Educators face many challenges daily. Those instructional challenges increase when they need to overcome non-academic matters. The effects of trauma are more widespread than we believe, so it is vitally important for teachers to create a classroom that supports all students – even those suffering from trauma. This course will help you understand, identify, and respond appropriately to the various types of trauma students may face.
Designing instruction so that students learn and master content is a challenging but rewarding task. The job becomes more daunting as students come to school in various stages of preparedness that include academic gaps, socio-economic struggles, and the effects of trauma.
Whenever the word “trauma” is mentioned, we normally think of a singular, tragic event that involves the need for urgent medical care. But, in the context of schools, does that description truly define trauma? Regardless of how you answered that question, these courses are vital ones for you and your students. The first course focuses on student supports while the second works to increase your professional awareness.
Knowing your students is a vital step to create a nurturing classroom environment; however, that student knowledge is simply not enough. Teachers need to know how the effects of trauma present externally so that an appropriate response can be chosen.
Why are these courses needed?
First, this course is necessary because of prevalence. Students who are suffering from trauma are everywhere in schools and their numbers are higher than we believe. That fact simply needs to be accepted because, far too often, students struggle in silence.
Second, consider these questions:
(1) Can you provide a clear, operating definition of trauma?
(2) What are the four types of trauma a student could experience?
(3) How does the brain react once the “stress cycle” has started?
(4) Which adult responses are best for supporting students that have experienced a triggering event?
This course provides answers – and more – to each of those above questions. The content and design provide you an engaging, on-demand learning experience that is also mobile-friendly.
What Does this Course Contain?
- 5 sections that help you define trauma, explain the stress cycle, and adopt appropriate responses. The content further breaks them apart to help you before, during, and after the student reacts.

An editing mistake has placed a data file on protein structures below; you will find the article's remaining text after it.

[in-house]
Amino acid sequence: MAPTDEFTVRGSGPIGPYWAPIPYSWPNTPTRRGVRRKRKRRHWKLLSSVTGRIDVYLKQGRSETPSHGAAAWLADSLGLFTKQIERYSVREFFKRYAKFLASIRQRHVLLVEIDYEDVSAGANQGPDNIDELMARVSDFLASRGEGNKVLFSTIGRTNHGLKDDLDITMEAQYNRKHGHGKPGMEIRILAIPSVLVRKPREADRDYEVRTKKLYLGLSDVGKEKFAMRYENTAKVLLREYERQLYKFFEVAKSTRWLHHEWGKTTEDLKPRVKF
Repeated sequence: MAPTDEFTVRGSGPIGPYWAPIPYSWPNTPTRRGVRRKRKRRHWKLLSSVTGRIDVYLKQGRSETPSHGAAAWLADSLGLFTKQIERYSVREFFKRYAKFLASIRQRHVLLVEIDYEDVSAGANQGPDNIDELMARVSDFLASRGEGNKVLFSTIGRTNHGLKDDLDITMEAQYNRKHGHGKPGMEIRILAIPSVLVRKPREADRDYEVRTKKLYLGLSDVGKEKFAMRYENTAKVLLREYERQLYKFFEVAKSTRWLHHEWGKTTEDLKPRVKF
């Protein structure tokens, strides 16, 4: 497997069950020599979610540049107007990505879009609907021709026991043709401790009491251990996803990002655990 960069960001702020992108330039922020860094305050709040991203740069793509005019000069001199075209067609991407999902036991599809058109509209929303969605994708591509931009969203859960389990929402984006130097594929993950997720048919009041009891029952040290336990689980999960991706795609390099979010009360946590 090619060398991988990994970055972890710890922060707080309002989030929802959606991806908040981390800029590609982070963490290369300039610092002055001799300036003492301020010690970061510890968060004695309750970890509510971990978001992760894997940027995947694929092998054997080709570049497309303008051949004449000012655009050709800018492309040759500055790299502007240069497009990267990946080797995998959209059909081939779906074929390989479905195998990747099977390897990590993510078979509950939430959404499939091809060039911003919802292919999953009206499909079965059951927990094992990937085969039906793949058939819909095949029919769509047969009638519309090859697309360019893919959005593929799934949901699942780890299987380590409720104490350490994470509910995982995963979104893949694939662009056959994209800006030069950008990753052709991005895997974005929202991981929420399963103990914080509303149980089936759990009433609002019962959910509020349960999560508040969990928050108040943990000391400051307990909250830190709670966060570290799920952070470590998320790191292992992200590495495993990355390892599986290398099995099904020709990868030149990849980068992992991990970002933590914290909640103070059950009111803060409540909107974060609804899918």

- 2 printable resources that you can use in your local context. The first focuses on 8 ways to support student trauma responses. The second is personal to you by retaining your responses to reflection and application questions throughout the course.
- Several checks for understanding to ensure you have mastered the content. For instance, you will be asked to create the right order of the stress cycle. This understanding is foundational for in-the-moment selection of an appropriate response.
- Multiple learning options are provided for you. The pages contain choice in that you can read the content or listen to it on the go.
- 2 videos provide a basic introduction and a specific conclusion for the course itself. You may want to watch that initial and final video before jumping into the course as it gives you a “where you are headed” and a “what you have covered.”
The learning experience and content is pertinent for anyone that has regular interaction with students. This includes all teachers – new, veteran, substitute, and future (e.g., education majors in college). The course is also ideal for school leaders, counselors, and paraprofessionals because of regular and direct interaction with students. The school could even take their support staff – cafeteria and office personnel – through this training because they will encounter students suffering from trauma.
NOTE: this course does include real examples of trauma that students could face, so these examples may be difficult. As such, we wanted to put forward a content warning because of the topic’s sensitive nature.
How Should I Take this Course?
Honestly, you can tailor the experience based upon your needs and desire. The design gives you control and choice over the best way to move forward.
Here are two ways that teachers can take the course:
- Individually – the course is designed where you can finish it all at once (in about an hour) or over a series of sessions. The platform will remember where you left off so that you can immediately resume whenever you have time to return. Because of the subject matter, you could decide to complete the course in several settings.
- Collectively – you could use this course in a flipped, PLC format. Each teacher could work through the content on their own and then come to a PLC to take their learning deeper. This would be ideal in forging specific responses as a team to create a consistent action by the teachers for student benefit.
If you are a school leader, you could assign the course to be completed individually before discussing at a whole-school faculty meeting. For that conversation, you can pull up certain parts of the course to focus everyone’s attention or reinforce learning. The sections that address student triggers and adult responses would be ideal for a staff meeting.
However you choose to move through the course, the critical part is to ensure you apply the learning principles by remembering the Event, Experience, and Effects. These are the 3 foundational elements upon which the entire course is built.